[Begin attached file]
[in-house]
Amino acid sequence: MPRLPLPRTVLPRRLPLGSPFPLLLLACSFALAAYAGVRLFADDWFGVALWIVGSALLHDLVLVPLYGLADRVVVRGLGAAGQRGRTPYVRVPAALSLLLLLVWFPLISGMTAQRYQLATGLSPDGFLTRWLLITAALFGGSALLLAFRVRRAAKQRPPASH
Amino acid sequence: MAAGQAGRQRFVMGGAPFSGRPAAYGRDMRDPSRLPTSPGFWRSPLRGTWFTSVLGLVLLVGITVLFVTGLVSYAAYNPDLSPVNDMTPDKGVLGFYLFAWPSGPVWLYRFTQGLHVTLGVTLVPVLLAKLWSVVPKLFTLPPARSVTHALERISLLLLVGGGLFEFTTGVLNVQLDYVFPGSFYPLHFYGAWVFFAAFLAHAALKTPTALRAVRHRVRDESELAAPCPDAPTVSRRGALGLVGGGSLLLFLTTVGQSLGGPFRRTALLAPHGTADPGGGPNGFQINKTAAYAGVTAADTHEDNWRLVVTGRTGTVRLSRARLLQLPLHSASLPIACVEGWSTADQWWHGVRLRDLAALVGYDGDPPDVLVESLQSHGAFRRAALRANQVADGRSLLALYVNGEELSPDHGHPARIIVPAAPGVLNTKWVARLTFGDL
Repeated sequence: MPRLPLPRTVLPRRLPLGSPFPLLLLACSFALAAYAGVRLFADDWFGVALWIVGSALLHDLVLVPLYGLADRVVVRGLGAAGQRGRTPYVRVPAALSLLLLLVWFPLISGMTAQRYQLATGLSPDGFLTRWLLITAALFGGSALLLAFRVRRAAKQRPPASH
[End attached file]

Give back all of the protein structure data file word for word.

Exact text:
[in-house]
Amino acid sequence: MPRLPLPRTVLPRRLPLGSPFPLLLLACSFALAAYAGVRLFADDWFGVALWIVGSALLHDLVLVPLYGLADRVVVRGLGAAGQRGRTPYVRVPAALSLLLLLVWFPLISGMTAQRYQLATGLSPDGFLTRWLLITAALFGGSALLLAFRVRRAAKQRPPASH
Amino acid sequence: MAAGQAGRQRFVMGGAPFSGRPAAYGRDMRDPSRLPTSPGFWRSPLRGTWFTSVLGLVLLVGITVLFVTGLVSYAAYNPDLSPVNDMTPDKGVLGFYLFAWPSGPVWLYRFTQGLHVTLGVTLVPVLLAKLWSVVPKLFTLPPARSVTHALERISLLLLVGGGLFEFTTGVLNVQLDYVFPGSFYPLHFYGAWVFFAAFLAHAALKTPTALRAVRHRVRDESELAAPCPDAPTVSRRGALGLVGGGSLLLFLTTVGQSLGGPFRRTALLAPHGTADPGGGPNGFQINKTAAYAGVTAADTHEDNWRLVVTGRTGTVRLSRARLLQLPLHSASLPIACVEGWSTADQWWHGVRLRDLAALVGYDGDPPDVLVESLQSHGAFRRAALRANQVADGRSLLALYVNGEELSPDHGHPARIIVPAAPGVLNTKWVARLTFGDL
Repeated sequence: MPRLPLPRTVLPRRLPLGSPFPLLLLACSFALAAYAGVRLFADDWFGVALWIVGSALLHDLVLVPLYGLADRVVVRGLGAAGQRGRTPYVRVPAALSLLLLLVWFPLISGMTAQRYQLATGLSPDGFLTRWLLITAALFGGSALLLAFRVRRAAKQRPPASH